On the 23rd, we moved from Kubu di Uma to our new home. It is just a few blocks away, but we have truly moved into the Balinese world. For the next 4 months, we will be living in an actual Balinese family compound. We share a wall with part of the Balinese family (two college-aged girls), and there are two other stand-alone Bali homes, each complete with their own kitchen, etc ( some Bali family compounds share a kitchen). In one of these homes is the Balinese parents – a wonderful and engaging couple exactly our ages, and in the other is a French woman who has lived here by herself for almost two years. We share a driveway, yard, and a plethora of roosters, dogs, cats, lizards, etc that come and go at will.
Marc so badly wanted to get a dog at this juncture, but what would we do when we leave? Well, it seems that problem was solved today. I heard him talking to company (or so I thought) and then he excitedly came in and explained that we have two new puppies! It seems that this family owns three complexes like ours (think of an apartment complex with three courtyards) and the puppies belong to the family group in front of ours. The puppies can come and go through the gate. Marc is already determining what puppy treats he can give them to make friends with them! The perfect solution to his dog craving and our need for flexibility!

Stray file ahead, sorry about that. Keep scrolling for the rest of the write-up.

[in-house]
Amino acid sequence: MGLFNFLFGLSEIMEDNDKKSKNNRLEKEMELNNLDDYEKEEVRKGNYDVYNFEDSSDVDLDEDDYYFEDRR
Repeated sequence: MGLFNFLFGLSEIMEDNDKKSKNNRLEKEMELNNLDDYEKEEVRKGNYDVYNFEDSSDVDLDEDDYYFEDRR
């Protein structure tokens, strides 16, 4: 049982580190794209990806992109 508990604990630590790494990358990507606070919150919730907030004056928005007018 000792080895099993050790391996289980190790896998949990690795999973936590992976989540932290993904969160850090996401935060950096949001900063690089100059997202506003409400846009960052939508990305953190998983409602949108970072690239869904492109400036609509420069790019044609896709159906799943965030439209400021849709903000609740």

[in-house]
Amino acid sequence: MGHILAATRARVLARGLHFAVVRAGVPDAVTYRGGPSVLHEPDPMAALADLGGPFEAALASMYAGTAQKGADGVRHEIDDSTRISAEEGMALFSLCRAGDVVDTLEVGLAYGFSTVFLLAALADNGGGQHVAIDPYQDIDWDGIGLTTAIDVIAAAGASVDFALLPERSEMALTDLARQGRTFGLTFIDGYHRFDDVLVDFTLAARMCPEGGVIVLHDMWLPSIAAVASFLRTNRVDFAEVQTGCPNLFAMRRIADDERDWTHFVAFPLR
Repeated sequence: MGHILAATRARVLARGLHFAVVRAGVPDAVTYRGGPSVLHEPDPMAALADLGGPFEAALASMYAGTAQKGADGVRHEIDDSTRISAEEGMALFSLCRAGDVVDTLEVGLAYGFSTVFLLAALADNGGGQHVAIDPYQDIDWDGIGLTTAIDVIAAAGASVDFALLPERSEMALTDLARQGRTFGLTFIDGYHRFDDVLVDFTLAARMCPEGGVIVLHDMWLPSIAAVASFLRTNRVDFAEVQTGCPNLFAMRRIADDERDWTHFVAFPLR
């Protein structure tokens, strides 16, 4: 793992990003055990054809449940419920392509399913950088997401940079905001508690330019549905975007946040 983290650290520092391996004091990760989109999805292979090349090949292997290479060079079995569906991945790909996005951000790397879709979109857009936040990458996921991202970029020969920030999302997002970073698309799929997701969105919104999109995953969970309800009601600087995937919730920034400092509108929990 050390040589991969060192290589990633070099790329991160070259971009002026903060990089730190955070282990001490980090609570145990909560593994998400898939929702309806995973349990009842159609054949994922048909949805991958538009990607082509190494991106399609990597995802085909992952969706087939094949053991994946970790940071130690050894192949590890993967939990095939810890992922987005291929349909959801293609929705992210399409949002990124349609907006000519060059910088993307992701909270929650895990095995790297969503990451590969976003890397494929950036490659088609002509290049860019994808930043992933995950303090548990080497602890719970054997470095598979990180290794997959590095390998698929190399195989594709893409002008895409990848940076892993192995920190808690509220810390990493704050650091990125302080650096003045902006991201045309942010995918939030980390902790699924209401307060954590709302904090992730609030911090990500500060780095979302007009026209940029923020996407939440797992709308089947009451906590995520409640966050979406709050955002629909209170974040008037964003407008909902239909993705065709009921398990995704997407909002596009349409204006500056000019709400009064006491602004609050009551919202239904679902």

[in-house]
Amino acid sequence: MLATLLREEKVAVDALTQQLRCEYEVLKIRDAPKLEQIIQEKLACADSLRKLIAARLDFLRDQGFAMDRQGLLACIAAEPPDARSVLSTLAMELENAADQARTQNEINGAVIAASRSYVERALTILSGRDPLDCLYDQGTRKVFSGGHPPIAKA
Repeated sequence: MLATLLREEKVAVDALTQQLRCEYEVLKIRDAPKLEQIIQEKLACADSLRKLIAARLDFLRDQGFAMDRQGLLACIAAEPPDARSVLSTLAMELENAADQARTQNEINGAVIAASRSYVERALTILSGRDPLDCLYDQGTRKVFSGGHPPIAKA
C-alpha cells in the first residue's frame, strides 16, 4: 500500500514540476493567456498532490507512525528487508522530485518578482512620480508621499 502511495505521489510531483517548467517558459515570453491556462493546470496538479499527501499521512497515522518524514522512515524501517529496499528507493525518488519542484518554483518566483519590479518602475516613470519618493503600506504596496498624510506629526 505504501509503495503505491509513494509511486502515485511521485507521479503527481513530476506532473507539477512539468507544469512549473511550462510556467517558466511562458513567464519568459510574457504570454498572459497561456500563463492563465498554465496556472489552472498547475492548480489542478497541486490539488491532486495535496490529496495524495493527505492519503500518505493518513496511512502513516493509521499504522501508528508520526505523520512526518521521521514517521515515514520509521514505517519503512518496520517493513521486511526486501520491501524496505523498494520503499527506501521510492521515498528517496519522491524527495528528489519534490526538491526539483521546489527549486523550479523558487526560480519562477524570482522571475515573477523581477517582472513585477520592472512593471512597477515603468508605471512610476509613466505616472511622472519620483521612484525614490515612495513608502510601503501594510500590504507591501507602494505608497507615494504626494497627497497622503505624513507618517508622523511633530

It seems that I am most happy when in a Bali complex. During our last trip, we had a complex to ourselves, and the open air layout, vaulted ceilings, air flow – it gives me peace. When a math equation is efficient, some call it elegant. That is the way I feel about our new habitat. Its efficiency and emptiness is elegant and refreshing. We only have AC in the bedroom, but with the ceiling fans in all rooms, we barely need it. The ceilings are high so any heat is above us, and with the tile floors and wood-detailing openings, there is lovely air flow with a minimum of bugs. We remarked tonight that in Savannah, the bugs would be everywhere, but here they barely enter the home as long as we keep the doors closed. I have always felt that so much of what becomes valued in a culture is often rooted in poverty, and these homes are perfect examples. Families have their own space, but with the luxury of multi-generational support just a few steps away. There is no want for trinkets or an overabundance of clothes, so spaces stay open and clean – cleanliness is a necessity because otherwise there are armies of ants, geckos, and spiders looking to invade.
So, we will stay here for 4 months as we plan our next step. I will take an on line ESL job and we will leave every 60 days pursuant to our visa requirements. We are going to look at a few other Indonesian islands and if we fall in love, we may move to somewhere more remote . . . but I have a feeling that we will remain here in the place we love!
Enjoy the Gallery of our house! I have a video I hope to share in the near future!